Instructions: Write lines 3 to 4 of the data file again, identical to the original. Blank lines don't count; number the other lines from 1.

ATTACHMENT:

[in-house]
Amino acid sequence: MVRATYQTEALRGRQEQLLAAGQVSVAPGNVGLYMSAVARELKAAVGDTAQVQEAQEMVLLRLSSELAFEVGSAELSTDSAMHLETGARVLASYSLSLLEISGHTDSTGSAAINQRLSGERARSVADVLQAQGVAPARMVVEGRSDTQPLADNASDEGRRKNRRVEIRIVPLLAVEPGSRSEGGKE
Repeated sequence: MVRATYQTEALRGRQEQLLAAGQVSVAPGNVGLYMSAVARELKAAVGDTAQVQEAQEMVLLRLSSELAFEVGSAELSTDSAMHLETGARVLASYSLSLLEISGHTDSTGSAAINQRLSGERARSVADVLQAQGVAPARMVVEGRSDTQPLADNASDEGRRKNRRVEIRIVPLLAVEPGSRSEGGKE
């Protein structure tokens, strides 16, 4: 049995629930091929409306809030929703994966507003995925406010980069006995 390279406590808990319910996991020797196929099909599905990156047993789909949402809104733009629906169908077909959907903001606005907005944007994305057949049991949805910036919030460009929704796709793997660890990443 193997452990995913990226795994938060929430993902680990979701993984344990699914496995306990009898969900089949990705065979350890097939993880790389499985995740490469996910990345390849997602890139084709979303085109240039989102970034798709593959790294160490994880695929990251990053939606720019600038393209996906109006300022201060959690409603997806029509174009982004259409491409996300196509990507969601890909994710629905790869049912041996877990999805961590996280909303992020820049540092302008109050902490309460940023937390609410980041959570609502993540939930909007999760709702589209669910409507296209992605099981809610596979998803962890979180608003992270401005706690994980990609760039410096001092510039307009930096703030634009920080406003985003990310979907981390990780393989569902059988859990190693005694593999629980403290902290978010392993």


Repeated sequence: MVRATYQTEALRGRQEQLLAAGQVSVAPGNVGLYMSAVARELKAAVGDTAQVQEAQEMVLLRLSSELAFEVGSAELSTDSAMHLETGARVLASYSLSLLEISGHTDSTGSAAINQRLSGERARSVADVLQAQGVAPARMVVEGRSDTQPLADNASDEGRRKNRRVEIRIVPLLAVEPGSRSEGGKE
């Protein structure tokens, strides 16, 4: 049995629930091929409306809030929703994966507003995925406010980069006995 390279406590808990319910996991020797196929099909599905990156047993789909949402809104733009629906169908077909959907903001606005907005944007994305057949049991949805910036919030460009929704796709793997660890990443 193997452990995913990226795994938060929430993902680990979701993984344990699914496995306990009898969900089949990705065979350890097939993880790389499985995740490469996910990345390849997602890139084709979303085109240039989102970034798709593959790294160490994880695929990251990053939606720019600038393209996906109006300022201060959690409603997806029509174009982004259409491409996300196509990507969601890909994710629905790869049912041996877990999805961590996280909303992020820049540092302008109050902490309460940023937390609410980041959570609502993540939930909007999760709702589209669910409507296209992605099981809610596979998803962890979180608003992270401005706690994980990609760039410096001092510039307009930096703030634009920080406003985003990310979907981390990780393989569902059988859990190693005694593999629980403290902290978010392993």